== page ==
Skill Building for Spinners

This year I’m very excited to be taking part in and helping to lead the Three Waters Farm Skill Builder Spin-along. Each month we’ll be focused on a different skill, providing helpful links, q & a, encouragement, and troubleshooting along the way. Not only is this an awesome way to spin some of my beautiful Three Waters Farm fibers, it’s also a fantastic way to really spend some time spinning intentionally, with the goal of gaining a better understanding of my spinning and becoming a better spinner.

Most spinners you talk to will say their #1 goal is to spin a yarn that it could be mistaken for mill spun, or at least something that looks like the control involved could not possibly have been executed by human hands. I’ve got opinions on that as an ultimate goal and how to define a good handspun yarn, but those are for another day. Today I want to start to talk a little bit about how we make that could-be-mistaken-for-millspun yarn.

Consistency, you see, is really the cornerstone of spinning, but contrary to what you might believe that’s not just because it enables you create that elusive mill spun look. Consistency is an indicator of something bigger. The fact that you can spin those nice, even, regular yarns means you have the ability to control the yarn you’re making — you understand the drafting process, how much twist you are adding, and all that good stuff and you can churn out the yarn you want, when you want it.

Most people start by getting really good at one type of yarn and that’s the perfect place to start. Once you learn how to spin a consistent yarn, though, it’s not a huge leap to move on to spinning consistent yarns are varying weights and styles on demand. With practice, you’ll find you have control of the mechanics involved and that you can create any yarn — from something that looks like that mill spun skein to the craziest art yarn you can imagine to the perfect little sock yarn you’ve ever laid your hands on.

That’s kind of a big deal.

And that’s why I’m so super excited that this month in the Skill Builder SAL we’ll be exploring Spinning Consistent Yarns.

As a moderator in the group, I’m very happy to share that I’ll be spinning the featured TWF Calendar Colorway each month, based off the beautiful TWF 2019 Calendar.  Participants are welcome to order the featured colorway for themselves or spin any TWF colorway of their choosing.  It’s going to be a blast!

This month’s colorway is Frosted Daybreak on the Merino/Bamboo/Tussah Silk base.


Confession: I actually have a sweater quantity of this colorway in my stash. It’s pretty freaking awesome and I can’t wait to get going on this!

But I digress.

Today I prepped my fiber. Something that really helps to get a consistent yarn while you spin is fiber prep. Even with a beautiful bag of fiber that is like butter right out of the bag like this, it’s usually a good idea to prepare the fiber before you spin.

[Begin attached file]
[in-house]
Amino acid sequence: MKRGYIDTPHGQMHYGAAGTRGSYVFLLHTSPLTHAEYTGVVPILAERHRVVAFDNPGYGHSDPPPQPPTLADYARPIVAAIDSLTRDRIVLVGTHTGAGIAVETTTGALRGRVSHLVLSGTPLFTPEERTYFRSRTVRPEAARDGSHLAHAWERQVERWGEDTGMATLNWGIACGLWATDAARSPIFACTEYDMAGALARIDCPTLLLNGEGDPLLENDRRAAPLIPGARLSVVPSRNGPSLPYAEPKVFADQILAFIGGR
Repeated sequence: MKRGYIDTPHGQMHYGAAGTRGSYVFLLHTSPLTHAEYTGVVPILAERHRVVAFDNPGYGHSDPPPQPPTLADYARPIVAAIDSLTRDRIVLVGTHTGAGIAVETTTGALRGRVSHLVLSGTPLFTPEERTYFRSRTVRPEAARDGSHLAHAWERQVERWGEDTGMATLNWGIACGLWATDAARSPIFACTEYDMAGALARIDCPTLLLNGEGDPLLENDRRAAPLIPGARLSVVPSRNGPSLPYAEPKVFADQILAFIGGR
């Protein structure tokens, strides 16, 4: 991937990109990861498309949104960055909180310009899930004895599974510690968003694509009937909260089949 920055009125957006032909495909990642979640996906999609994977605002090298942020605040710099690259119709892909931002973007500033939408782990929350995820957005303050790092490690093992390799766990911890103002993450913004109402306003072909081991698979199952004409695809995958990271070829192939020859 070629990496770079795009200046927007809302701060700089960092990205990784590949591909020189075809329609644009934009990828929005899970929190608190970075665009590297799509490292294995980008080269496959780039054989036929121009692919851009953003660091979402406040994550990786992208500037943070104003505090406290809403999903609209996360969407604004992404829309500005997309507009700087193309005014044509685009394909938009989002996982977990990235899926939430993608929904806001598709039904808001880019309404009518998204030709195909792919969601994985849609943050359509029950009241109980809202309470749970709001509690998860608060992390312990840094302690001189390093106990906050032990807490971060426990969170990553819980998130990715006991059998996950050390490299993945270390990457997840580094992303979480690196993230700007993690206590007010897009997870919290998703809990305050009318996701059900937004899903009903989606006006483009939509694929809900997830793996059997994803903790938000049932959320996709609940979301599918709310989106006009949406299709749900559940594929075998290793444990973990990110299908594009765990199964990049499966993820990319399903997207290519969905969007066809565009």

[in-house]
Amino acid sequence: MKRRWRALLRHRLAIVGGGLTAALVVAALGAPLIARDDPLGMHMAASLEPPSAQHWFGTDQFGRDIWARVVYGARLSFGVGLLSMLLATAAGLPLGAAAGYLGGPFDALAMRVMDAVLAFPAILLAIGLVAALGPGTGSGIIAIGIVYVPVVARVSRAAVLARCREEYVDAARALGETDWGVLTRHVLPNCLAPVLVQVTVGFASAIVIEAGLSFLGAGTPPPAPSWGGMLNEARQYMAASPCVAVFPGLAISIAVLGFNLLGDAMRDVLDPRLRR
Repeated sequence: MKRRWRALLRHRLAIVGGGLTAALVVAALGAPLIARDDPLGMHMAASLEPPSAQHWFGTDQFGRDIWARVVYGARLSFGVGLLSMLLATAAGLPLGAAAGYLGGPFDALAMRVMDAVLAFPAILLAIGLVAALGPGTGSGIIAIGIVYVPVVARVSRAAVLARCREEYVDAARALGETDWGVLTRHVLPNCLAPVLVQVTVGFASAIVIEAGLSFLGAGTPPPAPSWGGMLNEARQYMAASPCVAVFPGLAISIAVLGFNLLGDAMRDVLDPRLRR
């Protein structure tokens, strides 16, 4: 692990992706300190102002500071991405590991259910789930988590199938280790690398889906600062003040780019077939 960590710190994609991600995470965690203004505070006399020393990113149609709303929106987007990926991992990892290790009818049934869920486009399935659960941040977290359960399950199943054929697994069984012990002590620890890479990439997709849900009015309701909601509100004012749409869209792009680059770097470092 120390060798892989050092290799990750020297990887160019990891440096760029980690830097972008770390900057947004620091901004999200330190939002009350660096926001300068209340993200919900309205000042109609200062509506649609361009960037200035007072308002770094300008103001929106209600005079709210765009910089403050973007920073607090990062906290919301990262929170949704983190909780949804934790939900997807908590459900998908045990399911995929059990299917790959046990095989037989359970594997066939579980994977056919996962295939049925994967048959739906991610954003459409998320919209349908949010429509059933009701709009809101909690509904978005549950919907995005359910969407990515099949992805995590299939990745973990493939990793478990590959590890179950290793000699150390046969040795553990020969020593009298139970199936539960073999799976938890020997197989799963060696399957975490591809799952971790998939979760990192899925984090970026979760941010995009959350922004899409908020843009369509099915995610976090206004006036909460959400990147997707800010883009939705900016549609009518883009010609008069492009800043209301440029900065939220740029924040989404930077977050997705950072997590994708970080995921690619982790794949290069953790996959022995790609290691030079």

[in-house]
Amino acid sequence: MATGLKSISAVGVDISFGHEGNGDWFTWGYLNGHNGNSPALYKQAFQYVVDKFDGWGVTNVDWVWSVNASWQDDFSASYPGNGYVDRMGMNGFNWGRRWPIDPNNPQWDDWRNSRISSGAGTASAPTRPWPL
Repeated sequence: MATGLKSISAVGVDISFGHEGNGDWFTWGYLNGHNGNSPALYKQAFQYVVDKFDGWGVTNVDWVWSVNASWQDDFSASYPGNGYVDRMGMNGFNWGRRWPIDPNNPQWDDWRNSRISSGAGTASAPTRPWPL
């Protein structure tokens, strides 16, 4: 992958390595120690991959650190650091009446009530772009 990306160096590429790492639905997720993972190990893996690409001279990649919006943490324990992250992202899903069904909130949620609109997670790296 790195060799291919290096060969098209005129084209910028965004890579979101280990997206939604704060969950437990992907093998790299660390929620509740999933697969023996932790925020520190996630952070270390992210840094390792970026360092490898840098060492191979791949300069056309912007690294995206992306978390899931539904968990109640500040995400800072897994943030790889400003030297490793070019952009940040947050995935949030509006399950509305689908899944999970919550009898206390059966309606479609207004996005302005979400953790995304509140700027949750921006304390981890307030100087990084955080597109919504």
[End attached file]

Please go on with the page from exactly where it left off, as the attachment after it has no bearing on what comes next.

Different dyers dye different ways, but most Three Waters Farm fibers arrive dyed with three repeats across the entire length of the fiber. Now, I’m aiming to spin a 2-ply and I want to split the fiber down the middle lengthwise to have 3 nice long color treats in my yarn. Some spinners are superheroes and have no trouble just picking it up, splitting it, and making two even halves.

I am not that spinner.

I do this instead. First, I break the three repeats.


And then, always starting in the middle of each repeat, I split each of the three strips lengthwise.


Why start striping in the middle? Someone along the way gave me that tip and I find it really does work magic and makes it much easier to get even strips.

Now, if I wanted to make the strips smaller here, I could keep splitting. Splitting further can make it easier to spin lighter weight yarns. It just gets you that much closer to your finished yarn and gives you less margin for error as you draft. I’ve split my fiber into as small as 1-2gram strips at times and it’s true – it certainly does help you to reach a lighter weight yarn. Especially for new spinners interested in honing lighter consistent yarns, this is definitely a tip I would recommend.

I tend to be a spinner who splits for color, not to help me achieve a certain yarn weight. I spin across the top of my fiber regardless of the weight of yarn largely because I have never been particularly patient with my prep and I also tend to like larger color repeats. That’s just me.

I could split the colorways even further for color effects like to do something fractal-y — it’s really totally personal preference and what you want the yarn to be. I just want to spin these 6 strips, one after another. 3 on one bobbin, 3 on another. You know why? Because there is nothing scarier to me than trying to match up colors as I ply and I wanted to reach beyond my own comfort zone for this spin. I’m a believer that it’s these little experiments, the subtle forays into the “scary” makes me a better spinner. As long as my spinning is consistent and my fiber is split accurately, theoretically they should match up well. We shall see!